Finally on a slight note of hope I should like to quote from the Irish Times, a newspaper which got a new editor a few days ago. On July 12, it had a leading article which I should like to think—I may be wrong—was his testament of faith. He was pointing out that 16 years from now the Orangemen of the North will be celebrating the 300th anniversary of the Battle of the Boyne. Will they be marching, he said, through the smoking rubble of a Province that has ceased to exist for all human purposes, or will the tercentenary of the pious, glorious achievement of King Billy take place in a new Ireland, one whose outlines none of us can yet foresee? Lower down in the article he expressed the hope in this way: Gradually, however tragic the process, there is emerging in the North a feeling in the two communities that a chance exists of getting across to each other, which neither acting alone has satisfactorily managed, or through traditional allies in Britain or the Republic. It is a small seed of mutual recognition that should not be overestimated, but perhaps it represents the crack in hidebound attitudes on which the future may be built.

5.37 p.m.


My Lords, I am pleased to follow the noble Lord, Lord Ardwick, although I suppose nobody on his side of the House knows more about Northern Ireland than the noble Lord. On one occasion he attended a political meeting in my home village of Ahoghill, although I was not aware of the fact that he was in the room. That was many years ago, so I am pleased now to be following in his footsteps. The noble Lord was talking a few moments ago about the Council of Ireland. I cannot forbear, even at this late stage, to repeat very briefily what I said when we came back after the Election in March. I should like to read a few words of what I said on that occasion. To my friends in Dublin I said: Please do not press for the immediate establishment of a Council of Ireland."—[OFFICIAL REPORT, col. 73, 13/3/74.] I added that if this frail vessel were to sink no one would suffer more than the Government in Dublin.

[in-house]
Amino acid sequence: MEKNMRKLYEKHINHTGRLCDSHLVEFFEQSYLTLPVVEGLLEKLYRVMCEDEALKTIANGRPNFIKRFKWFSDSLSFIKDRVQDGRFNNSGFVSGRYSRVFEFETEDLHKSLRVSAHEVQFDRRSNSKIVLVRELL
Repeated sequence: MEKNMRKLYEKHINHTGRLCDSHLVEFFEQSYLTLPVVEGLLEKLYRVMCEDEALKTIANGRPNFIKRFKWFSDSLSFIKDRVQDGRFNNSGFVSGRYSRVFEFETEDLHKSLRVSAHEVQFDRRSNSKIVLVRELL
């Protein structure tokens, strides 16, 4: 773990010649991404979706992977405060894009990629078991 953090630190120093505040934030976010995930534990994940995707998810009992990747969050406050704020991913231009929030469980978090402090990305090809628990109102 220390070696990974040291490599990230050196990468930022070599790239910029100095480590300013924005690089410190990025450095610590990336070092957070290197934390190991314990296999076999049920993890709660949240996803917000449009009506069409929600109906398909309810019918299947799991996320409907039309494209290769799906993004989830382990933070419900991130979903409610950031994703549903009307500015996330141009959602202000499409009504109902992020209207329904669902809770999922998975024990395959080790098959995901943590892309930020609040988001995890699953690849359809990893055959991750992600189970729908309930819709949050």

The frail vessel I had in mind was the new power-sharing Executive which I thought was—I still think so—the most wonderful thing that ever hapepned in Northern Ireland in my lifetime. Unfortunately, when you are dealing with Irish affairs you must take into consideration the views of the Government of the day in London, and the views of the Government, if there is one at the time, in Belfast. It is difficult to marry all these views together and get a consensus of opinion.

Also, I am the first person to appreciate that had it not been for the plans for the Council of Ireland it would have been impossible for the S.D.L.P. to serve in that power-sharing Government, because it had abandoned its previous position, which was that it could not share power until internment was brought to an end. So it was obviously an extremely difficult situation. Nevertheless, had it been possible to put the Council of Ireland on the long finger at that time, then possibly, and to use that terrible American word, "hopefully", the power-sharing Executive would have survived and the future course of Northern Ireland might have been different.

I had the honour to sit through the first two hours of the discussions in another place on Monday. As a matter of personal interest, I counted the average number of Back-Benchers attending that debate on both sides. I am not talking about the eleven extreme representatives from Northern Ireland, who were ob-obviously bound to be there. I am talking about detached Back-Benchers on both sides of the House. There were approximately eight on each side of the House. I was not in another place to-day—I was here—but I am sure the House was packed to hear about Cyprus; and yet there is Northern Ireland, part of the United Kingdom, going on every day, every week, every month, every year. I sometimes wonder whether the British people realise how serious the situation is upon their own back doorstep.